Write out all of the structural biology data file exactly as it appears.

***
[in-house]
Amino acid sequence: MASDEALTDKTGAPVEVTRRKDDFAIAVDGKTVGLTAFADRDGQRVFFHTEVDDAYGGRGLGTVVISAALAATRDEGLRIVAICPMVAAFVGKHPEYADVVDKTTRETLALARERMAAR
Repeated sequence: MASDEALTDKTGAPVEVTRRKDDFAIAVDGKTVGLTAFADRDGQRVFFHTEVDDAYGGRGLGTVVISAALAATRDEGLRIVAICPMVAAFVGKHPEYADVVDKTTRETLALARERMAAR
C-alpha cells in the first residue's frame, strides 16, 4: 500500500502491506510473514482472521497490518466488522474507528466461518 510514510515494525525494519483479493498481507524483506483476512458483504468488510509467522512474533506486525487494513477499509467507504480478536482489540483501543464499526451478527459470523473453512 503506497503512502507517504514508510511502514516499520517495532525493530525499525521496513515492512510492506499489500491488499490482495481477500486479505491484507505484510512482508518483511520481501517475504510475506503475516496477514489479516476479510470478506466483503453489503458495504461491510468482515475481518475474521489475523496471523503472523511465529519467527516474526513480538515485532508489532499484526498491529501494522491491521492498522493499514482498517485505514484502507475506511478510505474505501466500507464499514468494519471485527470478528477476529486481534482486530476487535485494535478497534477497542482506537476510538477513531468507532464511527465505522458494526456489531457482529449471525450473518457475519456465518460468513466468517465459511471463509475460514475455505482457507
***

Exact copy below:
[in-house]
Amino acid sequence: MASDEALTDKTGAPVEVTRRKDDFAIAVDGKTVGLTAFADRDGQRVFFHTEVDDAYGGRGLGTVVISAALAATRDEGLRIVAICPMVAAFVGKHPEYADVVDKTTRETLALARERMAAR
Repeated sequence: MASDEALTDKTGAPVEVTRRKDDFAIAVDGKTVGLTAFADRDGQRVFFHTEVDDAYGGRGLGTVVISAALAATRDEGLRIVAICPMVAAFVGKHPEYADVVDKTTRETLALARERMAAR
C-alpha cells in the first residue's frame, strides 16, 4: 500500500502491506510473514482472521497490518466488522474507528466461518 510514510515494525525494519483479493498481507524483506483476512458483504468488510509467522512474533506486525487494513477499509467507504480478536482489540483501543464499526451478527459470523473453512 503506497503512502507517504514508510511502514516499520517495532525493530525499525521496513515492512510492506499489500491488499490482495481477500486479505491484507505484510512482508518483511520481501517475504510475506503475516496477514489479516476479510470478506466483503453489503458495504461491510468482515475481518475474521489475523496471523503472523511465529519467527516474526513480538515485532508489532499484526498491529501494522491491521492498522493499514482498517485505514484502507475506511478510505474505501466500507464499514468494519471485527470478528477476529486481534482486530476487535485494535478497534477497542482506537476510538477513531468507532464511527465505522458494526456489531457482529449471525450473518457475519456465518460468513466468517465459511471463509475460514475455505482457507